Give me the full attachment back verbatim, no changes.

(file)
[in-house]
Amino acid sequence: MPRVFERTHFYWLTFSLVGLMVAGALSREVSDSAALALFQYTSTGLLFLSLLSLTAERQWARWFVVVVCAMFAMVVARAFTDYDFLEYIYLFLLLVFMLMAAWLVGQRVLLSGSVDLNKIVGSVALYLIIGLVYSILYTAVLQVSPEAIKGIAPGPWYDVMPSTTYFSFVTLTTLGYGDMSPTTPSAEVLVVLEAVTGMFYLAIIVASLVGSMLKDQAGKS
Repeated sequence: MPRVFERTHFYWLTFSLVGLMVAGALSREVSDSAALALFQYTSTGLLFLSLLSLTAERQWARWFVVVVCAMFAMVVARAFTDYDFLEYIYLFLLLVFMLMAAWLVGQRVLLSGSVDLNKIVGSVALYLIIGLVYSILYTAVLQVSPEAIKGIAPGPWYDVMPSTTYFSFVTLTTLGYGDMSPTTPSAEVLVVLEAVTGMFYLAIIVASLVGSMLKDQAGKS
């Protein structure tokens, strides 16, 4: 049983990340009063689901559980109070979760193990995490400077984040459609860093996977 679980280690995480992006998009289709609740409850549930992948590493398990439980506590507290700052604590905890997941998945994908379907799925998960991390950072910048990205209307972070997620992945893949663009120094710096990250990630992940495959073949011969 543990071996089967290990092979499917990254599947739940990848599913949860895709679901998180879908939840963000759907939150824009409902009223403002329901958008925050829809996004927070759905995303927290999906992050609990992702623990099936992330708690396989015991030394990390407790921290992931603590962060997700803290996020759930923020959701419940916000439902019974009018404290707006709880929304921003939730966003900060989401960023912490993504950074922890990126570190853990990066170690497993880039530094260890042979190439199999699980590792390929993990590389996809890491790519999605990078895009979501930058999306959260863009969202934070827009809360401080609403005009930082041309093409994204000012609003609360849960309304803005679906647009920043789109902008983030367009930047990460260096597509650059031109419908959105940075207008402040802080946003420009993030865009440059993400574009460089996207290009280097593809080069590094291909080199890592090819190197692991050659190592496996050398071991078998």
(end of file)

[in-house]
Amino acid sequence: MPRVFERTHFYWLTFSLVGLMVAGALSREVSDSAALALFQYTSTGLLFLSLLSLTAERQWARWFVVVVCAMFAMVVARAFTDYDFLEYIYLFLLLVFMLMAAWLVGQRVLLSGSVDLNKIVGSVALYLIIGLVYSILYTAVLQVSPEAIKGIAPGPWYDVMPSTTYFSFVTLTTLGYGDMSPTTPSAEVLVVLEAVTGMFYLAIIVASLVGSMLKDQAGKS
Repeated sequence: MPRVFERTHFYWLTFSLVGLMVAGALSREVSDSAALALFQYTSTGLLFLSLLSLTAERQWARWFVVVVCAMFAMVVARAFTDYDFLEYIYLFLLLVFMLMAAWLVGQRVLLSGSVDLNKIVGSVALYLIIGLVYSILYTAVLQVSPEAIKGIAPGPWYDVMPSTTYFSFVTLTTLGYGDMSPTTPSAEVLVVLEAVTGMFYLAIIVASLVGSMLKDQAGKS
């Protein structure tokens, strides 16, 4: 049983990340009063689901559980109070979760193990995490400077984040459609860093996977 679980280690995480992006998009289709609740409850549930992948590493398990439980506590507290700052604590905890997941998945994908379907799925998960991390950072910048990205209307972070997620992945893949663009120094710096990250990630992940495959073949011969 543990071996089967290990092979499917990254599947739940990848599913949860895709679901998180879908939840963000759907939150824009409902009223403002329901958008925050829809996004927070759905995303927290999906992050609990992702623990099936992330708690396989015991030394990390407790921290992931603590962060997700803290996020759930923020959701419940916000439902019974009018404290707006709880929304921003939730966003900060989401960023912490993504950074922890990126570190853990990066170690497993880039530094260890042979190439199999699980590792390929993990590389996809890491790519999605990078895009979501930058999306959260863009969202934070827009809360401080609403005009930082041309093409994204000012609003609360849960309304803005679906647009920043789109902008983030367009930047990460260096597509650059031109419908959105940075207008402040802080946003420009993030865009440059993400574009460089996207290009280097593809080069590094291909080199890592090819190197692991050659190592496996050398071991078998």